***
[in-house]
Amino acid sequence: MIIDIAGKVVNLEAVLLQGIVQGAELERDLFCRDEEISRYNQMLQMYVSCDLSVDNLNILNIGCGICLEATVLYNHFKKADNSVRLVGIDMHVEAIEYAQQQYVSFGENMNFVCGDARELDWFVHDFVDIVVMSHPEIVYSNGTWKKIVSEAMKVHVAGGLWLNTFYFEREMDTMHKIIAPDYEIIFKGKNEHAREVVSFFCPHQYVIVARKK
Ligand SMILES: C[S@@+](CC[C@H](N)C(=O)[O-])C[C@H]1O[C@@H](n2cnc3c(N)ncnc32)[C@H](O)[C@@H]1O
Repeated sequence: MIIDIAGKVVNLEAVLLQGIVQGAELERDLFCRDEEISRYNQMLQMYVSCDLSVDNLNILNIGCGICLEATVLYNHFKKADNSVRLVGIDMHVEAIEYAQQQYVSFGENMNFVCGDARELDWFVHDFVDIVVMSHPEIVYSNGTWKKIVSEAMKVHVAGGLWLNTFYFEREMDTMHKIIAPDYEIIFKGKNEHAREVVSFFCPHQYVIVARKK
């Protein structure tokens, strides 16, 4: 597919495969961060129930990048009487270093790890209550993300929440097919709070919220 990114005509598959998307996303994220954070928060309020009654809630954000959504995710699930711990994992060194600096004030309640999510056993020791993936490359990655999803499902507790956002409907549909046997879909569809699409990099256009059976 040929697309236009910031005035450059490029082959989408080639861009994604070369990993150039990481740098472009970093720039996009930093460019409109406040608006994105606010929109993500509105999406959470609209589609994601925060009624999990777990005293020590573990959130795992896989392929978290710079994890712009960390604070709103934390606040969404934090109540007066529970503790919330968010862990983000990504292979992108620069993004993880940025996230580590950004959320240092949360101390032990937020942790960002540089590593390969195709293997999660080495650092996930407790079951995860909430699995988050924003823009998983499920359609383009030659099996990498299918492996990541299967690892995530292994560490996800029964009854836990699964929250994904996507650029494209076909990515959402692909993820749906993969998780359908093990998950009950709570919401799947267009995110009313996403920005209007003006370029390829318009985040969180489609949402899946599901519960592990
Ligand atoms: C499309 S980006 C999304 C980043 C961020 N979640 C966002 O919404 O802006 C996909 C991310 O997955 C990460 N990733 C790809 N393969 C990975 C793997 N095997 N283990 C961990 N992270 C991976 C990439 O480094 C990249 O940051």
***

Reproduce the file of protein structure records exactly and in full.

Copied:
[in-house]
Amino acid sequence: MIIDIAGKVVNLEAVLLQGIVQGAELERDLFCRDEEISRYNQMLQMYVSCDLSVDNLNILNIGCGICLEATVLYNHFKKADNSVRLVGIDMHVEAIEYAQQQYVSFGENMNFVCGDARELDWFVHDFVDIVVMSHPEIVYSNGTWKKIVSEAMKVHVAGGLWLNTFYFEREMDTMHKIIAPDYEIIFKGKNEHAREVVSFFCPHQYVIVARKK
Ligand SMILES: C[S@@+](CC[C@H](N)C(=O)[O-])C[C@H]1O[C@@H](n2cnc3c(N)ncnc32)[C@H](O)[C@@H]1O
Repeated sequence: MIIDIAGKVVNLEAVLLQGIVQGAELERDLFCRDEEISRYNQMLQMYVSCDLSVDNLNILNIGCGICLEATVLYNHFKKADNSVRLVGIDMHVEAIEYAQQQYVSFGENMNFVCGDARELDWFVHDFVDIVVMSHPEIVYSNGTWKKIVSEAMKVHVAGGLWLNTFYFEREMDTMHKIIAPDYEIIFKGKNEHAREVVSFFCPHQYVIVARKK
């Protein structure tokens, strides 16, 4: 597919495969961060129930990048009487270093790890209550993300929440097919709070919220 990114005509598959998307996303994220954070928060309020009654809630954000959504995710699930711990994992060194600096004030309640999510056993020791993936490359990655999803499902507790956002409907549909046997879909569809699409990099256009059976 040929697309236009910031005035450059490029082959989408080639861009994604070369990993150039990481740098472009970093720039996009930093460019409109406040608006994105606010929109993500509105999406959470609209589609994601925060009624999990777990005293020590573990959130795992896989392929978290710079994890712009960390604070709103934390606040969404934090109540007066529970503790919330968010862990983000990504292979992108620069993004993880940025996230580590950004959320240092949360101390032990937020942790960002540089590593390969195709293997999660080495650092996930407790079951995860909430699995988050924003823009998983499920359609383009030659099996990498299918492996990541299967690892995530292994560490996800029964009854836990699964929250994904996507650029494209076909990515959402692909993820749906993969998780359908093990998950009950709570919401799947267009995110009313996403920005209007003006370029390829318009985040969180489609949402899946599901519960592990
Ligand atoms: C499309 S980006 C999304 C980043 C961020 N979640 C966002 O919404 O802006 C996909 C991310 O997955 C990460 N990733 C790809 N393969 C990975 C793997 N095997 N283990 C961990 N992270 C991976 C990439 O480094 C990249 O940051």